Culture News

It's Harry Potter's 40th Birthday and J.K. Rowling Still Sucks

We can celebrate the Boy Who Lived while still advocating for transgender rights.

Today, July 31, 2020, is Harry Potter's 40th birthday.

Harry Potter might be one of the most successful franchises of all time, but Harry's birthday this year comes coded with some recent statements made by J.K. Rowling. The author's xenophobic tweets have made her, arguably, one of the most powerful TERFsor trans-exclusionary radical feminists—in pop culture today.

Rowling has been known to make some unusual remarks before—remember that time she said Dumbledore was gay, despite having never depicted his sexuality in the books?—but her TERF shenanigans are by far her most infuriating. Last December, Rowling received a wave of backlash after tweeting in support of Maya Forstater, an English woman who lost her job after posting a series of tweets questioning government plans to let people declare their own gender.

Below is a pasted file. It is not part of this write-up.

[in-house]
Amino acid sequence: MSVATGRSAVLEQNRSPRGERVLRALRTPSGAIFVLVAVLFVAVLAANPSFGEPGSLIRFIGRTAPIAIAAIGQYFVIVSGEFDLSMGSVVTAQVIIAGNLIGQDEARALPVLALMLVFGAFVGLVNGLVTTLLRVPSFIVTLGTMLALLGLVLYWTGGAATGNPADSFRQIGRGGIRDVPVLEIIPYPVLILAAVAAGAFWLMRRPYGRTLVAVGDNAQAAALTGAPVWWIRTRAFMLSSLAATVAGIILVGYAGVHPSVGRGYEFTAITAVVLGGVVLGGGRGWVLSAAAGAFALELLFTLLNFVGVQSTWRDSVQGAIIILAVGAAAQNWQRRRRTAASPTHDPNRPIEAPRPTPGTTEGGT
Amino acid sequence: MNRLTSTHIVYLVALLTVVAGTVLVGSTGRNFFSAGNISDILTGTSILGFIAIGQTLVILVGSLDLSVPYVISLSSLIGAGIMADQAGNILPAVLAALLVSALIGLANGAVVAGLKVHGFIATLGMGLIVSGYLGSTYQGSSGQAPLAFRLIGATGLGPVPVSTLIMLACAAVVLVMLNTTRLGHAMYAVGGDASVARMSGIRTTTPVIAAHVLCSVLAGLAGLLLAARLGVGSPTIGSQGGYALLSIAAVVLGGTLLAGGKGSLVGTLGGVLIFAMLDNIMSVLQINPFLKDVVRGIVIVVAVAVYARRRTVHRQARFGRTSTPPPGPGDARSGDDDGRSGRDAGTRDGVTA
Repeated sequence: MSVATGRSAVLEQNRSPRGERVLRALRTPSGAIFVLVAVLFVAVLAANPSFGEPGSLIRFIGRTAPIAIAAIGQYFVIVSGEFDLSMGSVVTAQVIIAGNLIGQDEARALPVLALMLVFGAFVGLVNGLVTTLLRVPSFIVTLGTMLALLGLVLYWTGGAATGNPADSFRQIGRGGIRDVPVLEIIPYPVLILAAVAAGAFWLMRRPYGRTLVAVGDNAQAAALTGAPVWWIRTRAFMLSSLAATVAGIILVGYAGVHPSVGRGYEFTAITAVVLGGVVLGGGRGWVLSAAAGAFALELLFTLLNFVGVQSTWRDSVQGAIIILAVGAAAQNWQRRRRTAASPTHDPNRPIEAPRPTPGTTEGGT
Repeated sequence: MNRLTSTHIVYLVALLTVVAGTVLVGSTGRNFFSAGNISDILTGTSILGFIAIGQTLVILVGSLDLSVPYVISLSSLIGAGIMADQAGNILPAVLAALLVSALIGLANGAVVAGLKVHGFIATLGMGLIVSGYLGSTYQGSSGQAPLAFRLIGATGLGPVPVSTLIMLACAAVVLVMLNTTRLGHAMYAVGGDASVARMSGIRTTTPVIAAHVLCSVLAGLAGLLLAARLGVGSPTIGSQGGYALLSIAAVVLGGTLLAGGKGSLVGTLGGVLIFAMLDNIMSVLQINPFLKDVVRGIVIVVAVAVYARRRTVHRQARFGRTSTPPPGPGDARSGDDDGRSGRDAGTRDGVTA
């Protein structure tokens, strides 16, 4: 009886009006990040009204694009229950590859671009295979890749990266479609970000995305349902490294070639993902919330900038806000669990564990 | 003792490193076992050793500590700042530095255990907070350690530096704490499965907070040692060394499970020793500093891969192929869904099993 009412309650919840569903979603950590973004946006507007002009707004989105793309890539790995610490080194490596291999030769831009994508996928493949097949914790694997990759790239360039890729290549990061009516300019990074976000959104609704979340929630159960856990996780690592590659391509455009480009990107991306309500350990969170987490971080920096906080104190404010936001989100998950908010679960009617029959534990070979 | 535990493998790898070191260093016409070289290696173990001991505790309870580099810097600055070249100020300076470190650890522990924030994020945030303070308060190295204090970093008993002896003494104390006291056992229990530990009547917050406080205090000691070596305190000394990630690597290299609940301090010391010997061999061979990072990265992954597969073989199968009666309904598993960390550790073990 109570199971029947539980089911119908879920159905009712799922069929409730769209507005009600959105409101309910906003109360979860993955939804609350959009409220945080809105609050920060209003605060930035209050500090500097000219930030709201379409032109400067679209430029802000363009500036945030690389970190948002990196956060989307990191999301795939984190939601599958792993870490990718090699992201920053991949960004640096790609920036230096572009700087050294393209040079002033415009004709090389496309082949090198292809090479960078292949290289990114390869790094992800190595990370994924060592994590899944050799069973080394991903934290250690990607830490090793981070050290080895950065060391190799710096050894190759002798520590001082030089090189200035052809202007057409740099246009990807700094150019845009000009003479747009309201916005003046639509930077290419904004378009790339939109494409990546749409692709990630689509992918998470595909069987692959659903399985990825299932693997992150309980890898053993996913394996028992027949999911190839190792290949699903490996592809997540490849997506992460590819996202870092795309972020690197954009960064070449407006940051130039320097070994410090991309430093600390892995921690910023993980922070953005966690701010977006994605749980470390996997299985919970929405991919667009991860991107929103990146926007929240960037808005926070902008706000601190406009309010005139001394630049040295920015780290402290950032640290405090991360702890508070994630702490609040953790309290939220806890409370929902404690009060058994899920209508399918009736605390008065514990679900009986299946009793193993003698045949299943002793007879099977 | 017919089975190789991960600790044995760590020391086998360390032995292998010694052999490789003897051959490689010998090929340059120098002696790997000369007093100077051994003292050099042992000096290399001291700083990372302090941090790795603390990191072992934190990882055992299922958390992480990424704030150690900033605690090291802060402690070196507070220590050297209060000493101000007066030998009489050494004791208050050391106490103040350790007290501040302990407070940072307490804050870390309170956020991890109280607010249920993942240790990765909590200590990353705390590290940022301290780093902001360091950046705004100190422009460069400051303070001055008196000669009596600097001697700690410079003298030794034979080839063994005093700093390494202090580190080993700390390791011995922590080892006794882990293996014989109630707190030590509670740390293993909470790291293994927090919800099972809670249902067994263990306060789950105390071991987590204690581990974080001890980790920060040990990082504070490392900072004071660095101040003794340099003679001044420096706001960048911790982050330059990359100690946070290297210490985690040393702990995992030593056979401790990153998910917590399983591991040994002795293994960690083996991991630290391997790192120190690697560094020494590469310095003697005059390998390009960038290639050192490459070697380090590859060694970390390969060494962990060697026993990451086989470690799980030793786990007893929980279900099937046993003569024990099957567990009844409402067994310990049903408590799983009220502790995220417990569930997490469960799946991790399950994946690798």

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Music Features

On This Day: Hip-Hop Forever Changed America

Happy birthday to the world's biggest genre

On this day in 1973, Clive Campbell, the Jamaican-American "selector" known as DJ Kool Herc, hosted a "back to school jam" at 1520 Sedgewick Avenue in the Boogie Down Bronx of New York City.

Armed with a booming sound system and reggae beats, Herc– a shortened nickname for "Hercules"– commanded insatiable audiences across the South Bronx with his unique looping technique called the "Merry-Go Round." "[I knew that] they were waiting for this particular break," Herc later said, "and I got a couple of records that got the same break up in it. I wonder how it would be if I put them all together."

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Trueself

My Southern, Christian Upbringing Still Makes Me Question If I'm "Gay Enough"

Maybe normalization needs to look less like glitter bombs and blasting "Born This Way," and more like simple acceptance, encouragement, and space to question.

Teen Vogue

In the wealthy Virginia community where I grew up, being gay wasn't seen as evil by most people.

Instead, it was seen as a subtler kind of wrong. It was disapproved of in the way that privileged liberal people tend to disapprove of things: passively and even compassionately. My parents believed that people were sometimes born gay and that while they wouldn't "wish that harder life" on their children, gay people were a fact of life and we owed them kindness.

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